NEW YORK — Holly Price Alford is over the moon about Disney’s first black princess. Her eight-year-old daughter is, too, but not because the princess is black.
“She understands that this is a princess who is African-American,” said Alford, who is black and lives in Meadowbrook, Va. “But do I think it’s a big deal to her? No.”
Princess Tiana debuts in “The Princess and the Frog” in New York and Los Angeles on Nov. 25 and in wider release Dec. 11, and grown-ups have certainly been buzzing. But for many little black girls growing up with Malia and Sasha Obama in the White House, the historic nature of Tiana’s debut in Disney’s mostly white princess lineup doesn’t quite seem to register.
Girls of all races have already caught princess fever, and young black girls embrace the white stars of “Hannah Montana,” the Jonas Brothers and “High School Musical” without worrying about race.
But some of their moms are making sure their daughters understand the significance of the princess with her brown doe eyes, fuller lips and elegant tiara.
Erica Branch-Ridley of West Orange, N.J., said her seven-and 11-year-old daughters were excited about a new princess, but the younger one didn’t really understand the importance.
“She sees Obama, the first girls, she’s like, ‘that’s nice,”‘ said Branch-Ridley, broadband supervising producer for the TV program “The Electric Company.”
Branch-Ridley showed the girls pictures, and her younger daughter now wants to dress up as Tiana for Halloween next year.
“I want them to understand how important it is, not only from the perspective of a new Disney movie and a new princess, but how historical it is that we have this,” she said.
The movie has not been without controversy – it’s been criticized because the prince is not black and because Tiana is a frog for much of the movie, among other things.
But little girls are simply excited about the story, said Alford.
“She’s another princess,” she said. “In the end, if she gets to kiss the prince, that’s all that matters.”
Disney has expanded its princess lineup in recent years to include multicultural princesses Mulan, Pocahontas and Jasmine, but Tiana is the first black princess – and the first princess of any colour in more than 10 years.
In “The Princess and the Frog,” which is set in 1920s New Orleans, Tiana is a waitress and chef who dreams of owning a restaurant. She is persuaded to kiss a frog who is really a prince and becomes a frog herself.
Tiana has already sparked a merchandising frenzy – beauty products, dolls, a cookbook, a cooking set. There is even a new Tiana wedding dress as part of the “Kirstie Kelly for Disney Fairy Tale Weddings” line.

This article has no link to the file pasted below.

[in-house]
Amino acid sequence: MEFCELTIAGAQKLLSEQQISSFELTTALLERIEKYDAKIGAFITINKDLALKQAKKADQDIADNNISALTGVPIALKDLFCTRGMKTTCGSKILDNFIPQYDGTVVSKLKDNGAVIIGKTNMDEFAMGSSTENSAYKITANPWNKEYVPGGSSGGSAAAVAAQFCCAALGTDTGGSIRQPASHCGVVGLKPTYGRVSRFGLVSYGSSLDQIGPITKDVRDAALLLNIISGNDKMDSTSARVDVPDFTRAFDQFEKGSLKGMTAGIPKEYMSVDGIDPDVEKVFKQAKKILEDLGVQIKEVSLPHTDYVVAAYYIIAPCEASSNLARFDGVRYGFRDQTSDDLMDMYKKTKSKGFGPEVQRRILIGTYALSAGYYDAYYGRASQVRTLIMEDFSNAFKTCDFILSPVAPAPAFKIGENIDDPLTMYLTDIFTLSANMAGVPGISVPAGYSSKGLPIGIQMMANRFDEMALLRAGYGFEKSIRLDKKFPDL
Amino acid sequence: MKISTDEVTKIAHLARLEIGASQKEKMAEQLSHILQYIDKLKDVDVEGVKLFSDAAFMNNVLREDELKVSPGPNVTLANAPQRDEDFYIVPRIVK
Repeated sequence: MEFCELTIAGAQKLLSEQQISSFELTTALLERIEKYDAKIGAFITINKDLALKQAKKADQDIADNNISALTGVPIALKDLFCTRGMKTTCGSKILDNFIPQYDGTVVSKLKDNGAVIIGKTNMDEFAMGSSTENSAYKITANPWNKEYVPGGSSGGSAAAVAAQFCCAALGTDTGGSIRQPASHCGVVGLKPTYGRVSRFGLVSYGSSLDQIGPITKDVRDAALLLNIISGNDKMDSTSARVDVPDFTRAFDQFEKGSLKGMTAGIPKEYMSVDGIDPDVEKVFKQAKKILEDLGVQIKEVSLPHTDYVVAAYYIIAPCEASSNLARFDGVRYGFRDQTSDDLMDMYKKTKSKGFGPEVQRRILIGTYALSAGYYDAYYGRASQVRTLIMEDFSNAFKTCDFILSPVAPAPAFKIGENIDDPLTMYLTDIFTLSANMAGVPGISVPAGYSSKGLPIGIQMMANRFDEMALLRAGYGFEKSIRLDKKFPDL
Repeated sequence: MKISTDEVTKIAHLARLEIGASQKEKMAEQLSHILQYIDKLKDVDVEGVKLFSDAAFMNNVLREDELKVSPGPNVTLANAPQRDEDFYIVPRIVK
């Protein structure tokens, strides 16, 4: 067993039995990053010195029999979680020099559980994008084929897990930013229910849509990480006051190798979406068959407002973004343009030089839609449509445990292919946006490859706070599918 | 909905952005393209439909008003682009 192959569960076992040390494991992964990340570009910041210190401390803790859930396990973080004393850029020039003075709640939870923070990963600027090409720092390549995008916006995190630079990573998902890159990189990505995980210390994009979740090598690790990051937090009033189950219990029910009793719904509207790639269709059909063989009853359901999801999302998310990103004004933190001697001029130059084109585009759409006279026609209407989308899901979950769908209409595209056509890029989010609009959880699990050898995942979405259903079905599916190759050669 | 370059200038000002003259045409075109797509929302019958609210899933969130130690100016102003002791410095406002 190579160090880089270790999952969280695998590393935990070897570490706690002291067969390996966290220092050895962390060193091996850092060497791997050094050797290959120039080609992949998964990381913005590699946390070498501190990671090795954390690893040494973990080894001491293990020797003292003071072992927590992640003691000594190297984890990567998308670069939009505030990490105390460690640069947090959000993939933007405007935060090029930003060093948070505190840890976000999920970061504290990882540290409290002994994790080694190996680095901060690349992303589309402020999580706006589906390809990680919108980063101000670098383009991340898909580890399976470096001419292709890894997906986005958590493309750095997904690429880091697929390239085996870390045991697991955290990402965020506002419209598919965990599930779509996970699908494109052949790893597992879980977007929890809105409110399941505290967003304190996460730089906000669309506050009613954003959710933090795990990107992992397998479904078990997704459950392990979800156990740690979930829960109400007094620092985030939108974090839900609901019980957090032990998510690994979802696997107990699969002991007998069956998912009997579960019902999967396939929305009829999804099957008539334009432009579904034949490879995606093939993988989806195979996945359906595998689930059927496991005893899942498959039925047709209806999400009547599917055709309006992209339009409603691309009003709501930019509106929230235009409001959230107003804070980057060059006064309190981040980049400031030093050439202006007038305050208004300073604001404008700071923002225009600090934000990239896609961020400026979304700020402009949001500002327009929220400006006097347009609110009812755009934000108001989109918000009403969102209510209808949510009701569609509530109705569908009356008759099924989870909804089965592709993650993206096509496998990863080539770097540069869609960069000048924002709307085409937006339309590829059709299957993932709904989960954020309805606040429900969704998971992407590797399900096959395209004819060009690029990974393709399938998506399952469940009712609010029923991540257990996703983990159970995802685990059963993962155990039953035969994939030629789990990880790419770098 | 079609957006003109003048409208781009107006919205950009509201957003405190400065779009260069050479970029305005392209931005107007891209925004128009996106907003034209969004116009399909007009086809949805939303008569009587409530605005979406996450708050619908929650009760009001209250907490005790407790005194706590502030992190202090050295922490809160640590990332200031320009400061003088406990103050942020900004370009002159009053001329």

The Halloween costumes sold out quickly in some cities, according to Disney Consumer Products, and the “Just One Kiss” doll was named one of the “Hot Dozen” toys for the holiday season in FunFare Magazine, a toy industry publication. On Oct. 1, all 5,000 Tiana-themed Magical Beauty Collection Gift Sets were sold on carolsdaughter.com before noon, the first day the products were available.
Little girls don’t see colour distinctions as much as older girls, said Charlotte Reznick, a child educational psychologist and author of “The Power of Your Child’s Imagination.”
But she said Tiana will register on some level with little black girls and boost their sense of themselves even if it’s subtle.
“That warm feeling of ‘just like me’ and feeling like ‘home’ can bring a deep smile (inside and out) to all those little black girls that will watch the movie,” Reznick said in an email.
Some black moms, while praising Disney for its efforts, think its influence is overblown.
“There is far too much invested in the idea that Disney has somehow affirmed black women and girls with this production,” said Tracy D. Sharpley-Whiting, who teaches African American and Diaspora Studies at Vanderbilt.
Sharpley-Whiting said her seven-year-old already sees herself as a princess, and has watched the live-action version of “Cinderella” that starred Brandy and Whitney Houston.
Still, others said Tiana has made them feel more comfortable letting their daughters embrace princesses.
Dee-Dee Jackson, national president of Mocha Moms Inc., is planning to outfit her eight-year-old daughter’s room with Tiana gear. Disney consulted Mocha Moms on the film.
Her daughter has princess costumes, movies and dolls, but she has been reluctant to let her put up images that don’t look like her.
“I wanted her to understand that princesses come in all colours,” said Jackson, a mom of five in Snellville, Ga.
Tiana has already made an impression on Tykeisha Crockrell, 8, of Brooklyn, N.Y. She loves princesses – she was Belle from “Beauty and the Beast” for Halloween.
“When I heard that Tiana was going to be an African-American princess that made me more proud to be black,” she said. “Tiana is my role model. I want to be like her.”
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